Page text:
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Preface: The Environmental Mapping and Analysis Program (EnMAP) Mission: Preparing for Its Scientific Exploitation

Remote Sens. 2016, 8(11), 955; https://doi.org/10.3390/rs8110955

Article
Evaluation of the Quality of NDVI3g Dataset against Collection 6 MODIS NDVI in Central Europe between 2000 and 2013
1
Department of Geophysics and Space Science, Eötvös Loránd University, Pázmány P. st. 1/A, Budapest H-1117, Hungary
2
Croatian Forest Research Institute, Cvjetno naselje 41, Jastrebarsko HR-10450, Croatia
3
Department of Meteorology, Eötvös Loránd University, Pázmány P. st. 1/A, Budapest H-1117, Hungary
*
Author to whom correspondence should be addressed.
Academic Editors: Alfredo R. Huete, Clement Atzberger and Prasad S. Thenkabail
Received: 8 September 2016 / Accepted: 10 November 2016 / Published: 17 November 2016

Abstract

:
Remote sensing provides invaluable insight into the dynamics of vegetation with global coverage and reasonable temporal resolution. Normalized Difference Vegetation Index (NDVI) is widely used to study vegetation greenness, production, phenology and the responses of ecosystems to climate fluctuations. The extended global NDVI3g dataset created by Global Inventory Modeling and Mapping Studies (GIMMS) has an exceptional 32 years temporal coverage. Due to the methodology that was used to create NDVI3g inherent noise and uncertainty is present in the dataset. To evaluate the accuracy and uncertainty of application of NDVI3g at regional scale we used Collection-6 data from the MODerate resolution Imaging Spectroradiometer (MODIS) sensor on board satellite Terra as a reference. After noise filtering, statistical harmonization of the NDVI3g dataset was performed for Central Europe based on MOD13 NDVI. Mean seasonal NDVI profiles, start, end and length of the growing season, magnitude and timing of peak NDVI were calculated from NDVI3g (original, noise filtered and harmonized) and MODIS NDVI and compared with each other. NDVI anomalies were also compared and evaluated using simple climate sensitivity metrics. The results showed that (1) the original NDVI3g has limited applicability in Central Europe, which was also implied by the significant disagreement between the NDVI3g and MODIS NDVI datasets; (2) the harmonization of NDVI3g with MODIS NDVI is promising since the newly created dataset showed improved quality for diverse vegetation metrics. For NDVI anomaly detection NDVI3g showed limited applicability, even after harmonization. Climate–NDVI relationships are not represented well by NDVI3g. The presented results can help researchers to assess the expected quality of the NDVI3g-based studies in Central Europe.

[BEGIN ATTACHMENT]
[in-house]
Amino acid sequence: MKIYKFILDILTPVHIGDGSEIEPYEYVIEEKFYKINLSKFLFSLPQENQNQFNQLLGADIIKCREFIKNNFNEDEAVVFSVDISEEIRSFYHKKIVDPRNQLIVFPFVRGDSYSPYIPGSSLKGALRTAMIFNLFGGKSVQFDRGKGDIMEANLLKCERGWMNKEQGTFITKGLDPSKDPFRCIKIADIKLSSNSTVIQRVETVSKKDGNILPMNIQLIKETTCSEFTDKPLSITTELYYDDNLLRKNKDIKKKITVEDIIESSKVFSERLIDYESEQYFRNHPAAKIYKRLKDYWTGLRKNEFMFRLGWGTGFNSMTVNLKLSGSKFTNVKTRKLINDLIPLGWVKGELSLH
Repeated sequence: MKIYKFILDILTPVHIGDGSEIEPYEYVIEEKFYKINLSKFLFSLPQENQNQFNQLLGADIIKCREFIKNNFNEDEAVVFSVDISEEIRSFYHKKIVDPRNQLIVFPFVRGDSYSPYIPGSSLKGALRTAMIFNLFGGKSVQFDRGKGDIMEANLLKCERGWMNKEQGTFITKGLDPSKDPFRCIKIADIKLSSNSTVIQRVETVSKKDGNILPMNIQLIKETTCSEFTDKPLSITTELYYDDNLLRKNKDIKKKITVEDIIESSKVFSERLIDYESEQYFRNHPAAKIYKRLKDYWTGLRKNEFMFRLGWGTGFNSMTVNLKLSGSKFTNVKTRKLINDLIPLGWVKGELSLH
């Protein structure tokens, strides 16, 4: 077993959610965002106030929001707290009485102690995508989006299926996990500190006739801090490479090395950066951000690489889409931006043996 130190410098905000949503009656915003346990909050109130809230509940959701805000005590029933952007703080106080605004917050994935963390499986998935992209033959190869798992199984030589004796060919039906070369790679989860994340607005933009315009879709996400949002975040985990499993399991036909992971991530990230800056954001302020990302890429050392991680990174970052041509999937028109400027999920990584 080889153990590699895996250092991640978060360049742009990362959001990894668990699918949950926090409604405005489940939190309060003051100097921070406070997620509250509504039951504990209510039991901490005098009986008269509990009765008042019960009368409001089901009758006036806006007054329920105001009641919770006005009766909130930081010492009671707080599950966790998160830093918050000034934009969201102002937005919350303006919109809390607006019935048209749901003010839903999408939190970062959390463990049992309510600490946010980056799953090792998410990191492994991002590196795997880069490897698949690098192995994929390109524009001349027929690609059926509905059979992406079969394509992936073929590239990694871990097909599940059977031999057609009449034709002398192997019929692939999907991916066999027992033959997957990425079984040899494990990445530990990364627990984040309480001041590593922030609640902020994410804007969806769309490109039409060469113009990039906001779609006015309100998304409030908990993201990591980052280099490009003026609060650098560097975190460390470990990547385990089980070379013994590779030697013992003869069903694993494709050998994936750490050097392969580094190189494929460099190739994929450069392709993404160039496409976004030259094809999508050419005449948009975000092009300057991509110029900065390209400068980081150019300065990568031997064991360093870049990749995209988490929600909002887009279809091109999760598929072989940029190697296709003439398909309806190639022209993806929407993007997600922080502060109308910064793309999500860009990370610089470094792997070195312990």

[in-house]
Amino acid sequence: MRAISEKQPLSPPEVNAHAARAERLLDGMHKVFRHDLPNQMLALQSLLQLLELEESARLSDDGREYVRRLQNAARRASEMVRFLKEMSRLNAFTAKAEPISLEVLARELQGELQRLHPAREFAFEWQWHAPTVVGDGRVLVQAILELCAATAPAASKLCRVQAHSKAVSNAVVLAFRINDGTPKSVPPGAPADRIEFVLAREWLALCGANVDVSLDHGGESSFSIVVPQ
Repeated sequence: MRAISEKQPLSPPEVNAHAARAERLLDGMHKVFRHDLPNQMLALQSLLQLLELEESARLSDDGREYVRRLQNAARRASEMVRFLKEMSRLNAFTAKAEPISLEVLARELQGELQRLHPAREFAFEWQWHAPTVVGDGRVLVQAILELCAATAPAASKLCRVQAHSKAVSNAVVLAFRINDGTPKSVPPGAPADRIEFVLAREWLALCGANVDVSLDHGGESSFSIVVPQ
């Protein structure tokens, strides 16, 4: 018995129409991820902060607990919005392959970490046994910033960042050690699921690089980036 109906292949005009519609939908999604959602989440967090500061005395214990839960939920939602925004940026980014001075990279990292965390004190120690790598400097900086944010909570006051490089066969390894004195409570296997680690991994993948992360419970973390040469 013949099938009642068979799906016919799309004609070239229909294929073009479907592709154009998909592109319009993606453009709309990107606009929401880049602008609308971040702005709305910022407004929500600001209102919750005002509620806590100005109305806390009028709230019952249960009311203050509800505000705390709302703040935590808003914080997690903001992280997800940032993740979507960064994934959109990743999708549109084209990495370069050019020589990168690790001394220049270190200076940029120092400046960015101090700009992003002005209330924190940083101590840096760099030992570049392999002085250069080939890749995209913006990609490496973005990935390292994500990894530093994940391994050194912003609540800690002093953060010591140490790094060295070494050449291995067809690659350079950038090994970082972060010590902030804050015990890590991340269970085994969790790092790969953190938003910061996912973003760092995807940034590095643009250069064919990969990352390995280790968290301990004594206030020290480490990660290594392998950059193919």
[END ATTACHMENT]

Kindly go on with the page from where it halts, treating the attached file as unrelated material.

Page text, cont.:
Keywords:
NDVI; NDVI3g; MODIS; phenology; NDVI anomaly

1. Introduction

In recent years, climate research focused on plant production and the associated carbon balance due to the recognized feedback between the climate system and the terrestrial carbon cycle [1,2,3]. Variability of plant growth and carbon balance in the semi-arid regions of the world was found to be one of the main drivers of the interannual variability of atmospheric CO2 mixing ratio [4]. Tropical regions and other land areas (e.g., the boreal region in some studies) were recognized as important players in the changing global terrestrial net primary production and carbon balance [5,6]. Changes in onset and cessation of the growing season are interacting with the carbon cycle [3,7,8], thus accurate estimation of plant phenology is essential [9,10,11,12,13]. All of these studies clearly demonstrate the sensitivity of the terrestrial biosphere to climate fluctuations and the complexity of the relationship between the environment and plant functioning [14].
Global or regional scale studies focusing on changes of plant growth and interaction between climate fluctuations and plant functioning are thus essential to clarify the role and sensitivity of the terrestrial biosphere under a changing climate [8]. Though regional-to-global scale studies are restricted by the availability of in situ observations [13,15], satellite-based remote sensing provides a convenient solution to study the plant functioning at large spatial extents. To study the vegetation, the most commonly used quantity derived from remote sensing data is the Normalized Difference Vegetation Index (NDVI) [16], which is a widely used proxy of land surface processes [14,17,18,19]. NDVI is defined as (ρNIRρRED)/(ρNIR + ρRED), where ρNIR and ρRED are the surface reflectances in the near-infrared (NIR) and visible red range of the spectra, respectively.